Washed, packed and bundled up, we harnessed the dogs for our
trip to Fall Down Lake. The process of tying them on the leader
happened quickly and succinctly.
I remained in the lead today although Ivan rode on the sled,
directing us on the appropriate path. Turning corners proved
to be difficult with his weight and mine on the sled. He often
dragged a foot on the turns to help redirect the sled. We traveled
across frozen lakes and through beautiful spreads of white birch.
Small hills tired the dogs, but once over any ridge, they barked
happily and picked up to a sprinters pace. If you forced them
to stop to wait for the trailing sleds, they would turn to send
disappointed glances and yelps my way as if to ask, "what's
the hold up?"
Once running again, their barking stopped and the quiet sounds
of sled runners over damp snow remained. We soon became hungry
for lunch and learned about "the big fire." We tied
down the sleds for lunch allowing the dogs to sleep in the cool
Flag and Ivan with chainsaw and axe in hand felled dead pine,
dragged them into a pile in the snow and lit the lunch time
fire for warmth and the cooking of food. A pile of six-foot
logs lay burning with one tiny pot of soup balanced on it. This
is an image that will remain in my mind with humor for many
years to come. We laid out dried pine boughs as seats and a
table and ate cheese, granola and sandwiches while the soup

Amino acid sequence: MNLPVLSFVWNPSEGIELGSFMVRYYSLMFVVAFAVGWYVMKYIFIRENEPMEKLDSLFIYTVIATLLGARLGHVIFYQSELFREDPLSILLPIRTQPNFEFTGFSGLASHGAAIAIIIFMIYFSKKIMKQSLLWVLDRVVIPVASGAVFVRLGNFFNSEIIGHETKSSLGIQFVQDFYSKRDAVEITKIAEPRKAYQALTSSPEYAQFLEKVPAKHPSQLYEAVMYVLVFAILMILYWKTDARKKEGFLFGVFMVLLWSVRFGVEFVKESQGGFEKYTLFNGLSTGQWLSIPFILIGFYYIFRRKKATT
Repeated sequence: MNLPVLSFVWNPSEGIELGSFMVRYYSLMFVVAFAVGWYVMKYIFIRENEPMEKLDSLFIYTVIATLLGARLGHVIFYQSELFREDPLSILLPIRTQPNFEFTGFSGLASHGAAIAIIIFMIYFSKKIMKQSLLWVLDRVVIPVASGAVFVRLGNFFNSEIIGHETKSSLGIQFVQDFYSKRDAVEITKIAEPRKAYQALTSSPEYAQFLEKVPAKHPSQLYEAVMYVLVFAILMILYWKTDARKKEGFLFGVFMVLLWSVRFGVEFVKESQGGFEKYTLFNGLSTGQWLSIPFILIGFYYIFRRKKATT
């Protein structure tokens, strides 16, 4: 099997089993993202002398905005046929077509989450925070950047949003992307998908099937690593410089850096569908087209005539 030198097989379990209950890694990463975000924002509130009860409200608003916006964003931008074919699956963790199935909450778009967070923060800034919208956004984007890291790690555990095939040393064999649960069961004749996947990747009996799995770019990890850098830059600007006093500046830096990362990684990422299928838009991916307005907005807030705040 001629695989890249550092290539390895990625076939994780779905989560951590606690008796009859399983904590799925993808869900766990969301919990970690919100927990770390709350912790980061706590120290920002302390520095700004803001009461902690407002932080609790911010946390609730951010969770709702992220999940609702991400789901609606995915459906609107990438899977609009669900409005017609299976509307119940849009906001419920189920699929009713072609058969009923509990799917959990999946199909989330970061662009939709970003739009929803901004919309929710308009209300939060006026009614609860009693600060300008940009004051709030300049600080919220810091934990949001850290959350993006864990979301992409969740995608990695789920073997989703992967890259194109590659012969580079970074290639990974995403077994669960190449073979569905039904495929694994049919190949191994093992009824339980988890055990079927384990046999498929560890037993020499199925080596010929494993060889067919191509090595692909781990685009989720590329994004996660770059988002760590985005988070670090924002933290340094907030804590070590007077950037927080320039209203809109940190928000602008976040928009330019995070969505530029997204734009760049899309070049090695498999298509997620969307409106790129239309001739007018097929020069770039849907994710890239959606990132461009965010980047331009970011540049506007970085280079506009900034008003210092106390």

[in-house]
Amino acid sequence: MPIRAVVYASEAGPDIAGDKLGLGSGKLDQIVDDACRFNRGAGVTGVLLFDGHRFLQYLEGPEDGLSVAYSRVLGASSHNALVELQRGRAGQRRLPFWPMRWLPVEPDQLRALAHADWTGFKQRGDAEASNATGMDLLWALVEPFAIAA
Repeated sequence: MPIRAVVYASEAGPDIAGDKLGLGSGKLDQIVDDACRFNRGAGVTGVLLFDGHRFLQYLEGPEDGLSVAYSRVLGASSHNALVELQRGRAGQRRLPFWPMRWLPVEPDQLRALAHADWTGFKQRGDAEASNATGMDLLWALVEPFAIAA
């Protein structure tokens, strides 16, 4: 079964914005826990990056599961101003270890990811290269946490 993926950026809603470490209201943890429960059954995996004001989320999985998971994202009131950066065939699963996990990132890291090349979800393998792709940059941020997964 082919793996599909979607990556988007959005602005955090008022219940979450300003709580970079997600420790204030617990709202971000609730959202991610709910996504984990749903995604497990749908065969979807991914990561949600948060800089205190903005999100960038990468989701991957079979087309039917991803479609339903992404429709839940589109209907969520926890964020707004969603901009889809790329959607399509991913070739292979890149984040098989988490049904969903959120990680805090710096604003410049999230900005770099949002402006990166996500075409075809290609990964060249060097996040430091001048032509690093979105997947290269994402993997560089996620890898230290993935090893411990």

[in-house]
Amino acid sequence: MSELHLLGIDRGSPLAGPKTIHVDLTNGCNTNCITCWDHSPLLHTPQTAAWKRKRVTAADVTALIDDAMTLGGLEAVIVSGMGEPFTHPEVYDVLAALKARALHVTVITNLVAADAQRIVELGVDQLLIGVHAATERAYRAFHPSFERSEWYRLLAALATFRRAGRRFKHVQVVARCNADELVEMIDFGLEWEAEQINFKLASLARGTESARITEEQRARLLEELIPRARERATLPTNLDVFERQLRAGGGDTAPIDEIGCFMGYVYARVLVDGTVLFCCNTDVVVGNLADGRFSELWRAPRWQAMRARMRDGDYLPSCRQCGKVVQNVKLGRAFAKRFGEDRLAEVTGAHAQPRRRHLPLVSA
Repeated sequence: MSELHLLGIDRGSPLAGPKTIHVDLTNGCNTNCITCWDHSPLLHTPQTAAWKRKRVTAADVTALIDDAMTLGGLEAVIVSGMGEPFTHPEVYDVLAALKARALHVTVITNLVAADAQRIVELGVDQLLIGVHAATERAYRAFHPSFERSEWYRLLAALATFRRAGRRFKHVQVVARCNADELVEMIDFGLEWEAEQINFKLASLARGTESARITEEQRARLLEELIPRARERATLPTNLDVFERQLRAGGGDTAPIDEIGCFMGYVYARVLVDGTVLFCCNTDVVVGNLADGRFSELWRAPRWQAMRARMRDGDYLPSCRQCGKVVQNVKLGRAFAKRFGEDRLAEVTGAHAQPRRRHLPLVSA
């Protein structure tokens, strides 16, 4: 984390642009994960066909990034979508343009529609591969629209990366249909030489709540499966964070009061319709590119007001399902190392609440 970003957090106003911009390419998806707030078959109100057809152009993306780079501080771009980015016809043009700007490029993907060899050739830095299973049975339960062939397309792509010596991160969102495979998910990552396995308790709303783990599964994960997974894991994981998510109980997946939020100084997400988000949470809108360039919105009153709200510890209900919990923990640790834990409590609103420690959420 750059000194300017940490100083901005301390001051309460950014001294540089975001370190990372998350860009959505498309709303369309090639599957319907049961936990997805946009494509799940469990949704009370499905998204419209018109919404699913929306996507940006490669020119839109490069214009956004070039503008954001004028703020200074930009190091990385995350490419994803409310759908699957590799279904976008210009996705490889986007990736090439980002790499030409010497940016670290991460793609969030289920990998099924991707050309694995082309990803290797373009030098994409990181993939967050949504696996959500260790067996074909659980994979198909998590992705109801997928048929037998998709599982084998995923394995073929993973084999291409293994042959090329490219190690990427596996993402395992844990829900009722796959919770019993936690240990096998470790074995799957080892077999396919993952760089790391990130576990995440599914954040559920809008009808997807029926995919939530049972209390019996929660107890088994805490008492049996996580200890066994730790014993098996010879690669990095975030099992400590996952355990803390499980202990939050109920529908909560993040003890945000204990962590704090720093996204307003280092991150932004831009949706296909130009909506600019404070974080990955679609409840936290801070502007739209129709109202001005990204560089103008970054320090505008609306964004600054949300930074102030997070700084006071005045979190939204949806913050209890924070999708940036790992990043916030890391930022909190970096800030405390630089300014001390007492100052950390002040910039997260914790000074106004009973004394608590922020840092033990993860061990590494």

heated. Upon tasting the soup we learned we would humorously
decline it at any meal for the remainder of the trip. We were
relieved when Ivan instructed us to dump it out. No one wished
to insult our chefs, but we also wanted to remain healthy on
the trip. The mantra became, "no soup."
Rested and geared up for our remaining journey, we continued
over snowy knolls pointing out moose tracks, jack rabbit and
Ivan tracks. His simulated moose tracks didn't fool the rest
of the group.
Within several hours we came to a halt at the top of a hill.
Ivan jumped from the sled and looked at me with a smile, telling
me to wait here. He returned to explain our arrival at Fall
Down Lake. We didn't know the details of the naming of this
lake, but by namesake, we all knew the outcome. I yelled for
the dogs to go ("allez") as I dragged the brake to
keep them from flipping the sled down the thousand-foot mountain
slide. We reached the bottom when the dogs made a quick right
turn, forcing the sled over a 2' tree stump, which I somehow
managed to pry us away from without injury. To my knowledge,
the rest of the group made it to the base unscathed as well.
We had arrived at camp #2.
We tied the dogs down for the night, the men dug the water hole
in the lake and I scouted out the tent to relax on the pine
bed floor. Flag started the fire, Ivan and I worked to decipher
the dinner menu and Dad, Pete and Sam scouted the area. Eventually,
I learned that "cauchon" was pork and that would be
the main ingredient in our dinner stew.
Pete built the fire outside the tent where we would linger for
warmth while preparing dinner. We exchanged bits and pieces
of what we had learned of the naming of fall down lake.
Apparently, Flag had christened Fall Down Lake on his snowmobile
after a heavy snowfall in a previous year. He rolled to the
edge of the lake in a daze and arose unharmed. We also exchanged
stories of each sled from our days events. It seemed that each
of us by now had eaten snow at one point or another.